Additional Historical and Genealogical Information

3856 Highway 25, Morganston, Ontario Cramahe Township, Concession 8, Lot 17
The original Crown land grant for Concession 8, Lot 17 was among the earliest in Cramahe Township, occurring on 14 December 1798 when land went to Phyllis Grant (1782-1857). In that year each of the members of the Executive Council of Upper Canada (the governing body under Lieutenant Governor Simcoe) received for their services a land grant of 6000 acres for themselves and 1200 acres for each of their children. One of these Executive Councillors was Admiral Alexander Grant (1734-1813) of the Royal Navy, and Phyllis was one of his 11 daughters.

By 1822 Phyllis had married Alexander Duff (1770-1809). She sold Lot 17 on 23 January of that year to Thomas Dickson (1776-1825) of Queenston, near Niagara Falls. Dickson was Phyllis’s brother-in-law, being married to her older sister Archange (1780-1829).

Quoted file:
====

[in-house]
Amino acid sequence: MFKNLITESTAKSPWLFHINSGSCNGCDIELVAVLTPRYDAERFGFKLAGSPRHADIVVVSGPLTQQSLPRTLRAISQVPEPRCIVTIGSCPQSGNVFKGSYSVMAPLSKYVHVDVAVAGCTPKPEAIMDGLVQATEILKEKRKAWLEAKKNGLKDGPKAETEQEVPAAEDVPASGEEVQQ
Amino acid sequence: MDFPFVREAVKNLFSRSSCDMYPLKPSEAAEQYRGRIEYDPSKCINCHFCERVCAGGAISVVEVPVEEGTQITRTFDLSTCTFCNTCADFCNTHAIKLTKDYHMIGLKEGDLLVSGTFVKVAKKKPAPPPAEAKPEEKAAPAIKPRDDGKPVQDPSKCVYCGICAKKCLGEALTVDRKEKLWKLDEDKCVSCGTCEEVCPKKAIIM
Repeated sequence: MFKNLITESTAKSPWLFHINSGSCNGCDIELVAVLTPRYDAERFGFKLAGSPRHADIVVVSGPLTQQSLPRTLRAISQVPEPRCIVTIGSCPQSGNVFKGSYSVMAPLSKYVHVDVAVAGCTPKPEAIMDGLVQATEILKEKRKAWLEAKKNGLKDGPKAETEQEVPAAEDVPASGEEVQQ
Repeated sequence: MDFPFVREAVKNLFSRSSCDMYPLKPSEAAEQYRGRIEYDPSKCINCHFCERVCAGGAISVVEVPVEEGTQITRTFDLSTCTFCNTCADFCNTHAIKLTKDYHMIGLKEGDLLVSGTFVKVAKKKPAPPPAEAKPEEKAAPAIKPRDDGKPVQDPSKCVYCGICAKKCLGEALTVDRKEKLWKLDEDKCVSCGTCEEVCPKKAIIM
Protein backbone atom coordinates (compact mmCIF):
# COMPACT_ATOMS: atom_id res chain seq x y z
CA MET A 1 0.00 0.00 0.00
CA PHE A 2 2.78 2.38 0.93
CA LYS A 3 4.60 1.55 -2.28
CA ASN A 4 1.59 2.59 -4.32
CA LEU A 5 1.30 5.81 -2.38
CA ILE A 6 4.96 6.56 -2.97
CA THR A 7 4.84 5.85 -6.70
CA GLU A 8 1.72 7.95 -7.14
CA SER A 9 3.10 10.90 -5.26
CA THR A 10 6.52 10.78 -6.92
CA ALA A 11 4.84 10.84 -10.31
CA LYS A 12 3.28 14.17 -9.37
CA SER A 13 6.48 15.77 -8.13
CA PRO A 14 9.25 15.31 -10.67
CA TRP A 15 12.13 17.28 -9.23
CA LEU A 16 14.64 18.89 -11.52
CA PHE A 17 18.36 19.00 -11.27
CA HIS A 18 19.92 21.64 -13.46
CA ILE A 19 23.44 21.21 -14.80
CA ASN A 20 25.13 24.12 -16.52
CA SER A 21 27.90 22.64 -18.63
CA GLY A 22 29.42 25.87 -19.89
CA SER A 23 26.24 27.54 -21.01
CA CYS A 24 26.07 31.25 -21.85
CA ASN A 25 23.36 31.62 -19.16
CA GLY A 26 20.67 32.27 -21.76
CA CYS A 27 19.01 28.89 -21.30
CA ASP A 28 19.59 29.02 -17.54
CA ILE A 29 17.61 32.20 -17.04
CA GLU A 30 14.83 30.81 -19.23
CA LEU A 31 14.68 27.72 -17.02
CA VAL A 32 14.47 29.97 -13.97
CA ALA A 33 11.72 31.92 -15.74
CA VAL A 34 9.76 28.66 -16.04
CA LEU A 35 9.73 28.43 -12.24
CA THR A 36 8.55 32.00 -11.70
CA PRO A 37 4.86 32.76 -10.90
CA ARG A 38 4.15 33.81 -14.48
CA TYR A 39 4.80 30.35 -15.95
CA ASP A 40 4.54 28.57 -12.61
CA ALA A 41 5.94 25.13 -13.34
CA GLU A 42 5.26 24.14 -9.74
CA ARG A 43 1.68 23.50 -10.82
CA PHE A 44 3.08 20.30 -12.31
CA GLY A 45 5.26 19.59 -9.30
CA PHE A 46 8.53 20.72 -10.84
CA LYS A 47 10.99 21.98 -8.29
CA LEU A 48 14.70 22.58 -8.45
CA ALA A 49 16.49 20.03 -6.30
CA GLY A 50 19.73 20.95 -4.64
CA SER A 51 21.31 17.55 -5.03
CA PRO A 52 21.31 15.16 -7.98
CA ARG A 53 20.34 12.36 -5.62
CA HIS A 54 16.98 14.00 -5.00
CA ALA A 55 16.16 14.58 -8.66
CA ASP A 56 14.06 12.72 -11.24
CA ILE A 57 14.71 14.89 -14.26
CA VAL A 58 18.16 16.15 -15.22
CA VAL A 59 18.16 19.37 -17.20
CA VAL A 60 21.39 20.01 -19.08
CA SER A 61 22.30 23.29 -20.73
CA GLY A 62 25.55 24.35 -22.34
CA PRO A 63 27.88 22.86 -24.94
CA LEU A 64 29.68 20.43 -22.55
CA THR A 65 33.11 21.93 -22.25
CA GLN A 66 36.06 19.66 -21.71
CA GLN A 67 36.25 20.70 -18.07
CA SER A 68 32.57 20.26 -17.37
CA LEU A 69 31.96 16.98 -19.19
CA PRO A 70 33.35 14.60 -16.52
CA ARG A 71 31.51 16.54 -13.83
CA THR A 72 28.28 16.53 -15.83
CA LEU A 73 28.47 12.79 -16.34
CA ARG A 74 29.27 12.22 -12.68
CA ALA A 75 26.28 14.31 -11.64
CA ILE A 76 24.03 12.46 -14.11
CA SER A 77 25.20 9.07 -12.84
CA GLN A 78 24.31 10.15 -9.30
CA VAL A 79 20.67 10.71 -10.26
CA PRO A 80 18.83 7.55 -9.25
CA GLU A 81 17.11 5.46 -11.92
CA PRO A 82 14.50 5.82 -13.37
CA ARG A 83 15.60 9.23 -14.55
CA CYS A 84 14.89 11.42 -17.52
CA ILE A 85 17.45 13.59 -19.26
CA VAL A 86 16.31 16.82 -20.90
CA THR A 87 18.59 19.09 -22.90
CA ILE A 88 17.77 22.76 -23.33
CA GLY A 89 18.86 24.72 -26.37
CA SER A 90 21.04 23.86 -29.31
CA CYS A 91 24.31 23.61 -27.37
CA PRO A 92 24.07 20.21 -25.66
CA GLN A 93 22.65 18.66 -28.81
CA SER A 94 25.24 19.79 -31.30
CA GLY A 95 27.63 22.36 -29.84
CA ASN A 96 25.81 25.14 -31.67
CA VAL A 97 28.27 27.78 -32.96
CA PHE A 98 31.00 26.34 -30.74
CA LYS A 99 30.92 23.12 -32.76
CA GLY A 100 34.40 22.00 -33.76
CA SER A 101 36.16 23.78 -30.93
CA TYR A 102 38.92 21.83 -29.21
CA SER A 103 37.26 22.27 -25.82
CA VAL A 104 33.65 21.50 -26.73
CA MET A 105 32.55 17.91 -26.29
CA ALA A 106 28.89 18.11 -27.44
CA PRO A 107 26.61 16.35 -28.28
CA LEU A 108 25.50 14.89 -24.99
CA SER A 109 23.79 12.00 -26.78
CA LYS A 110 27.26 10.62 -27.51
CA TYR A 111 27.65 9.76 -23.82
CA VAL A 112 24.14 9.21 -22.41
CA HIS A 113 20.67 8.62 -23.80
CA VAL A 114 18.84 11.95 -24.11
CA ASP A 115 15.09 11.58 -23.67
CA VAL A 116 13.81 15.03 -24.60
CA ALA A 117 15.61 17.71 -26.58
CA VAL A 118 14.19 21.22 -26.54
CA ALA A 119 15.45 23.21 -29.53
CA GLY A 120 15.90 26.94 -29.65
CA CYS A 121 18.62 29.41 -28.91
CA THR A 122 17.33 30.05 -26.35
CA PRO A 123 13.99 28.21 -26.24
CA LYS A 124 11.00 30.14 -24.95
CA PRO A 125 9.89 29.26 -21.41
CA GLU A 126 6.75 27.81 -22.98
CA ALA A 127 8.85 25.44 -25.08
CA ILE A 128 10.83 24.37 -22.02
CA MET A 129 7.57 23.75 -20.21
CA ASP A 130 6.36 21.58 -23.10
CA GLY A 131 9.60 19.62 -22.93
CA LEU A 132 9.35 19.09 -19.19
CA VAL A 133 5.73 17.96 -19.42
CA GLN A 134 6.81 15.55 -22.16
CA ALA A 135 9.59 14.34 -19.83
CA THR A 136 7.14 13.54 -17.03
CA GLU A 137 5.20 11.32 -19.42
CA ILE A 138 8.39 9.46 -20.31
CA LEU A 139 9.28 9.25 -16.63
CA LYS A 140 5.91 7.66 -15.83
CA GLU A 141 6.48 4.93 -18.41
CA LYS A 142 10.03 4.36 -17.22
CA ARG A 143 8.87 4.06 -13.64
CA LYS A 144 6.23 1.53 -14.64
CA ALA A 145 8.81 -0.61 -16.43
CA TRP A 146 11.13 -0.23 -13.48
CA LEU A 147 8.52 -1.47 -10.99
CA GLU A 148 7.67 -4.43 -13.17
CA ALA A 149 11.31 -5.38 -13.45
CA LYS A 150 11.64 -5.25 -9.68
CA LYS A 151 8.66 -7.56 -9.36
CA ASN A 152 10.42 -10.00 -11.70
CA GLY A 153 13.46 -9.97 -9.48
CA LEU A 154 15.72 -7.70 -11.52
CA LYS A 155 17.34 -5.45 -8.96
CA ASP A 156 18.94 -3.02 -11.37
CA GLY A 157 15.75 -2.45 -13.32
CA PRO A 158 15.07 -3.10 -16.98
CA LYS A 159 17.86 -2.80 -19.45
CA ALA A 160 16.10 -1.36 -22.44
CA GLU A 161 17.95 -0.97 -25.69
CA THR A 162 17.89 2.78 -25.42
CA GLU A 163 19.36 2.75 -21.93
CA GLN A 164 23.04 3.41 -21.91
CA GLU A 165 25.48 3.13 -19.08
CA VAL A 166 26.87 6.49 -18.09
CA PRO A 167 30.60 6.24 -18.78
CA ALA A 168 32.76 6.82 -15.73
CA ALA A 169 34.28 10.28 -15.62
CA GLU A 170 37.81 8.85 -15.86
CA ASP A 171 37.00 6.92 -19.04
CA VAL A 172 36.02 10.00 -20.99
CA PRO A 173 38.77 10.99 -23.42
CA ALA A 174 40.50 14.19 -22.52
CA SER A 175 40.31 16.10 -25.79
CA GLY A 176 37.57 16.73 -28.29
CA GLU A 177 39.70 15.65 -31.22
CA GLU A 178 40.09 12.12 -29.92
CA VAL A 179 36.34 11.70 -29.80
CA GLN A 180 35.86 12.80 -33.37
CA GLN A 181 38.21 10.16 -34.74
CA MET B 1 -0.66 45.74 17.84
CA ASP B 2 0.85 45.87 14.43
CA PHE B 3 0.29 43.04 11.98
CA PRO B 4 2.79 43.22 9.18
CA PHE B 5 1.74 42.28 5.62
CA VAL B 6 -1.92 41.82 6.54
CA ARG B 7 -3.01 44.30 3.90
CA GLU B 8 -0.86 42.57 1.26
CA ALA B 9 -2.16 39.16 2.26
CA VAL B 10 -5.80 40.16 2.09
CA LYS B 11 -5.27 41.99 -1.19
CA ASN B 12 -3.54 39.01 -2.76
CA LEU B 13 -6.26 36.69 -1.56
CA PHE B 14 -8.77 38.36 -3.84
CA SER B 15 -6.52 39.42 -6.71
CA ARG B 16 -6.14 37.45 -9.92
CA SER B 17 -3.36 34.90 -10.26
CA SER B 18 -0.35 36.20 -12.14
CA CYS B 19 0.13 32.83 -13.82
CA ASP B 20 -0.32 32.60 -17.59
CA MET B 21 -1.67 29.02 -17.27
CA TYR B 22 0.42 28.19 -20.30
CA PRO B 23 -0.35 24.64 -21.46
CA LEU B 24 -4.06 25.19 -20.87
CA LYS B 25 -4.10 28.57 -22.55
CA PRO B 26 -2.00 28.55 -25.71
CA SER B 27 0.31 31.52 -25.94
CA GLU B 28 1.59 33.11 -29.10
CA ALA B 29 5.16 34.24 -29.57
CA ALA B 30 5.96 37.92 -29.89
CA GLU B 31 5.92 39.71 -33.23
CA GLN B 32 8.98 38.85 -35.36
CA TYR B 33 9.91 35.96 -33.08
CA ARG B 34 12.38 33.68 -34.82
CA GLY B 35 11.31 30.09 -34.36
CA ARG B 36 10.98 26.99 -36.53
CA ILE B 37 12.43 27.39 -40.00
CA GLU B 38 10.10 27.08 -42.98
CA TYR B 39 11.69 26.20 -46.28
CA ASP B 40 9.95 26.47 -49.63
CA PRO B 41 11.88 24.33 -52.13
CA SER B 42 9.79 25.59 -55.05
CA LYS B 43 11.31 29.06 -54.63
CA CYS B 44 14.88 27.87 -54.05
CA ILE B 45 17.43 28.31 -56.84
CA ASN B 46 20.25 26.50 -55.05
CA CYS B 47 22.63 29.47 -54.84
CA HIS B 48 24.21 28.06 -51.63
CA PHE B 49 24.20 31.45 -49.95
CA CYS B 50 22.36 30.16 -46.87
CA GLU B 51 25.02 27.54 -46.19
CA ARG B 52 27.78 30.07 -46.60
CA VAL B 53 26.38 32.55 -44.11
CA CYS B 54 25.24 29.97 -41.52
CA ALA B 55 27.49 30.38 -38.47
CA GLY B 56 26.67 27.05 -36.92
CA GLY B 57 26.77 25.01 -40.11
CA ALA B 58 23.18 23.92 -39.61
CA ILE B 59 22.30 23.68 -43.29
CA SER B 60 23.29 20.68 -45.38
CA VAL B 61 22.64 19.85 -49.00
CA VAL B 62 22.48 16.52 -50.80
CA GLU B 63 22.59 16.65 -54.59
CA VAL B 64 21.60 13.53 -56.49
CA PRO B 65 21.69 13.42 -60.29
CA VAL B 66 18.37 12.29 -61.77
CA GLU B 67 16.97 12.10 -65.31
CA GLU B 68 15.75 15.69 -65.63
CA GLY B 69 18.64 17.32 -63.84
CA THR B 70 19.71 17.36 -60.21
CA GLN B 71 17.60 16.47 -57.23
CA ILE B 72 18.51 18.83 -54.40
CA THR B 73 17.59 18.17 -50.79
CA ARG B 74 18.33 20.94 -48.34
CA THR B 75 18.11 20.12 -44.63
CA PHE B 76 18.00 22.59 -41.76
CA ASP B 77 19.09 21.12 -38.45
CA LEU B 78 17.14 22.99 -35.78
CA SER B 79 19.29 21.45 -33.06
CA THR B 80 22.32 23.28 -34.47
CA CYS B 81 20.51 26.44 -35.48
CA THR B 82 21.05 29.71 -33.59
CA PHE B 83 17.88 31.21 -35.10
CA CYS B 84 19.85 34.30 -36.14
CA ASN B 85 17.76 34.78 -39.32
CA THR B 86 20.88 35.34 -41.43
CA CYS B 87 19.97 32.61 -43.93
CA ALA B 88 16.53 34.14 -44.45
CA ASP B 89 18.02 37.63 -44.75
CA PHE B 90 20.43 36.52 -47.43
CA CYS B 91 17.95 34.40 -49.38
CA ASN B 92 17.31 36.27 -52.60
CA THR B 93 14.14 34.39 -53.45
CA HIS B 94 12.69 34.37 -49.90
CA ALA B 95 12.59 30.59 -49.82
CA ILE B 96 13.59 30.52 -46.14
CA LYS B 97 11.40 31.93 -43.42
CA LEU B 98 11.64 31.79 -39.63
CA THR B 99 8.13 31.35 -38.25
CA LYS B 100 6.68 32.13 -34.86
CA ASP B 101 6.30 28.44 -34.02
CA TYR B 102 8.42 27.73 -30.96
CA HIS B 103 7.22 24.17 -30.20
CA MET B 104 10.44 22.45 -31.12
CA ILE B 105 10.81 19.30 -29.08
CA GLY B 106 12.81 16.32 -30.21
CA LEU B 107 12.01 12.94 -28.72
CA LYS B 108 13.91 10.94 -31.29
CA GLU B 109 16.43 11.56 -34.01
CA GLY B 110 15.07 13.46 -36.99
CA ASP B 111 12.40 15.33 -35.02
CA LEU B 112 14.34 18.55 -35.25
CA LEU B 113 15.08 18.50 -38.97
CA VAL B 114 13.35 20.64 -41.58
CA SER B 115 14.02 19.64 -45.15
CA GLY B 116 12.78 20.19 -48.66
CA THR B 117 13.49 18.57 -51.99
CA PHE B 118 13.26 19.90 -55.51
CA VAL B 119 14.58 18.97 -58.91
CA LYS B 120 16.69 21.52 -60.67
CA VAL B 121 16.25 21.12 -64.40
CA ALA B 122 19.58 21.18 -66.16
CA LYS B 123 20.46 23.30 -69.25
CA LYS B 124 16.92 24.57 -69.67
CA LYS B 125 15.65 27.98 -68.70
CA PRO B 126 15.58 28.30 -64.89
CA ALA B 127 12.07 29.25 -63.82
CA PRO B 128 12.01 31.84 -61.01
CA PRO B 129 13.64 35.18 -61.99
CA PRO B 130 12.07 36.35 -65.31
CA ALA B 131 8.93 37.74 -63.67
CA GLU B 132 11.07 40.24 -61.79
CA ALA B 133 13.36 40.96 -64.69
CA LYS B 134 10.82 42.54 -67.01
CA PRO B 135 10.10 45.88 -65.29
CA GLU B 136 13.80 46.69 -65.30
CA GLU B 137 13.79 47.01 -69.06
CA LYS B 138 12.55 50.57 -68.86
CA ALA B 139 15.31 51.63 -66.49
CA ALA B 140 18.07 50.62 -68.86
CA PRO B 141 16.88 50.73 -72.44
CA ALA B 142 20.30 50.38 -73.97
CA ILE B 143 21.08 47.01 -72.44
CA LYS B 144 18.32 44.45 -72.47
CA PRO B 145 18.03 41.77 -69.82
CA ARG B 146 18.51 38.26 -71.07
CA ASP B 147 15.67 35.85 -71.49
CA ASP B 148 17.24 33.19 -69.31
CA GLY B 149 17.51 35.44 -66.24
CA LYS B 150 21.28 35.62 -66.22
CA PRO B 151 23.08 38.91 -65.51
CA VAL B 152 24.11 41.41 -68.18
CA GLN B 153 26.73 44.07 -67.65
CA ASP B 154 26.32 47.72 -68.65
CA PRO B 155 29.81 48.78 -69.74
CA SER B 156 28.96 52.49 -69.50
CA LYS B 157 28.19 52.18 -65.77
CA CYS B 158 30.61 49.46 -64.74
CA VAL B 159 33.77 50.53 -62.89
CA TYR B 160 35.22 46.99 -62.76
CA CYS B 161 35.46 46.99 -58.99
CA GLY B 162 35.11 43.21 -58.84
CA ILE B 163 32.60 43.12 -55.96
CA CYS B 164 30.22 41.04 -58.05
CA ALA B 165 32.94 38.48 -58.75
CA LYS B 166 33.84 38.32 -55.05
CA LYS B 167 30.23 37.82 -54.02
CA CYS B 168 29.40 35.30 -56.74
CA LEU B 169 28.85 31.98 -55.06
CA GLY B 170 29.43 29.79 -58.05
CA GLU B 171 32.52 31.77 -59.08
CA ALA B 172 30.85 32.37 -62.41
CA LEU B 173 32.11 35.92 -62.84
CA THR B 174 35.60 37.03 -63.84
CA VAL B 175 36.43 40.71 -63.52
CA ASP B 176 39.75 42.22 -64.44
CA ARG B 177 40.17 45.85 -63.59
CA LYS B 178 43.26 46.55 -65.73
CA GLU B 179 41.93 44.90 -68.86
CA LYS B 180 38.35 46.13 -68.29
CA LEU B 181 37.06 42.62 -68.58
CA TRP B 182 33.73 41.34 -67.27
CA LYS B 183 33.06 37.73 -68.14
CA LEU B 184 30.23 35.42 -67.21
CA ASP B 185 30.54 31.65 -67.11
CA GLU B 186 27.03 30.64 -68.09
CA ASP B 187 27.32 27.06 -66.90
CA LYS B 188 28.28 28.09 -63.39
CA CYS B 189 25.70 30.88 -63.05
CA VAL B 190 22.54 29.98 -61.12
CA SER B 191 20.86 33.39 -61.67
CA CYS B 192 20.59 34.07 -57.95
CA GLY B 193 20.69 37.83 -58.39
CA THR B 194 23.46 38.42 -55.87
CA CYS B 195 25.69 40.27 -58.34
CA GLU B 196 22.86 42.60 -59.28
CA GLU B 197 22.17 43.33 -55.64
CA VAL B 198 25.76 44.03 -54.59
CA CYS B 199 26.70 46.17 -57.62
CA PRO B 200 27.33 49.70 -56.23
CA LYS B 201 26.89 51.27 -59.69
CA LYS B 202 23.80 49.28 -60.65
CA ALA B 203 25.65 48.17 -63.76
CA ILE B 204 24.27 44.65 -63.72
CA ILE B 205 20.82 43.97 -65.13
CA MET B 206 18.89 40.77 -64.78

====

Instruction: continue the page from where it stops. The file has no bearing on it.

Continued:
By 1836 Thomas and Archange Dickson were dead and their only(?) daughter Mary Theresa Dickson (1814-1866) had moved to Britain. She married John Stewart Lyon (1808-1862) in London that year and the property in Cramahe Township placed in trust for herself and her new husband on 18 November 1836. One of the trustees was her uncle Walter Dickson (1776-1855). Walter Dickson is listed in the Land Office record for this transaction as a “Writer to the Signet”. This is a Scottish term for a solicitor, the “signet” being originally the private seal of the Scottish Kings. The second trustee was Richard Mackenzie (1780-1850), Deputy Keeper of the Signet. The Keeper of the Signet was the senior office in the Society of Writers of Her Majesty’s Signet, an association of Scottish solicitors. This office was ceremonial, the administrative functions of the Society being under the charge of the Deputy Keeper. The third trustee was Thomas Bushby (1793-1865), a Commander in the Royal Navy. The fourth was named Isaac Bayley (?-?). The final trustee was George Lyon (1805-1879), John Lyon’s brother.